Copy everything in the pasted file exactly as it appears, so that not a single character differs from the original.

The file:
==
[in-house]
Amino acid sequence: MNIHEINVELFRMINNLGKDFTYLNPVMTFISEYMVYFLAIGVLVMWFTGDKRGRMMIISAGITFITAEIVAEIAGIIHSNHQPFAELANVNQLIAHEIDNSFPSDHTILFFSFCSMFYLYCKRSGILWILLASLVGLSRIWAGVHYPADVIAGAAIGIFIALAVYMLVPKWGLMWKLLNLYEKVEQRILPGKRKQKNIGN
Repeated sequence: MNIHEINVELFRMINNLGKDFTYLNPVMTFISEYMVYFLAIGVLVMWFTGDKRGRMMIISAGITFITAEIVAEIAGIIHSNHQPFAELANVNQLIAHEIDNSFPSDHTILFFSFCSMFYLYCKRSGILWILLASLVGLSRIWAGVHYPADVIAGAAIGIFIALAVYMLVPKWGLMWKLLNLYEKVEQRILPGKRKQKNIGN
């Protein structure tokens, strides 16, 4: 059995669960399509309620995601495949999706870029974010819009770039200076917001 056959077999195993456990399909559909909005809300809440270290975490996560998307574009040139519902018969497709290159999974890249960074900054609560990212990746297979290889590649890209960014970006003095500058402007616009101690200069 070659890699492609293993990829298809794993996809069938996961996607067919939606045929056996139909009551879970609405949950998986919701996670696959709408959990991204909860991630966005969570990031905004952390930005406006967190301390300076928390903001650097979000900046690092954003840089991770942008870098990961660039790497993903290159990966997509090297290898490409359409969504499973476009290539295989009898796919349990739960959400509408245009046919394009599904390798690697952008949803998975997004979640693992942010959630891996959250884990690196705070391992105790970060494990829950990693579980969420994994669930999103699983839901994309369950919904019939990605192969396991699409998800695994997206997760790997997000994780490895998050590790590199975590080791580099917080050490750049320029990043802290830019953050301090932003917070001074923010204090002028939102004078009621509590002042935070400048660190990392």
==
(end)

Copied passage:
[in-house]
Amino acid sequence: MNIHEINVELFRMINNLGKDFTYLNPVMTFISEYMVYFLAIGVLVMWFTGDKRGRMMIISAGITFITAEIVAEIAGIIHSNHQPFAELANVNQLIAHEIDNSFPSDHTILFFSFCSMFYLYCKRSGILWILLASLVGLSRIWAGVHYPADVIAGAAIGIFIALAVYMLVPKWGLMWKLLNLYEKVEQRILPGKRKQKNIGN
Repeated sequence: MNIHEINVELFRMINNLGKDFTYLNPVMTFISEYMVYFLAIGVLVMWFTGDKRGRMMIISAGITFITAEIVAEIAGIIHSNHQPFAELANVNQLIAHEIDNSFPSDHTILFFSFCSMFYLYCKRSGILWILLASLVGLSRIWAGVHYPADVIAGAAIGIFIALAVYMLVPKWGLMWKLLNLYEKVEQRILPGKRKQKNIGN
């Protein structure tokens, strides 16, 4: 059995669960399509309620995601495949999706870029974010819009770039200076917001 056959077999195993456990399909559909909005809300809440270290975490996560998307574009040139519902018969497709290159999974890249960074900054609560990212990746297979290889590649890209960014970006003095500058402007616009101690200069 070659890699492609293993990829298809794993996809069938996961996607067919939606045929056996139909009551879970609405949950998986919701996670696959709408959990991204909860991630966005969570990031905004952390930005406006967190301390300076928390903001650097979000900046690092954003840089991770942008870098990961660039790497993903290159990966997509090297290898490409359409969504499973476009290539295989009898796919349990739960959400509408245009046919394009599904390798690697952008949803998975997004979640693992942010959630891996959250884990690196705070391992105790970060494990829950990693579980969420994994669930999103699983839901994309369950919904019939990605192969396991699409998800695994997206997760790997997000994780490895998050590790590199975590080791580099917080050490750049320029990043802290830019953050301090932003917070001074923010204090002028939102004078009621509590002042935070400048660190990392």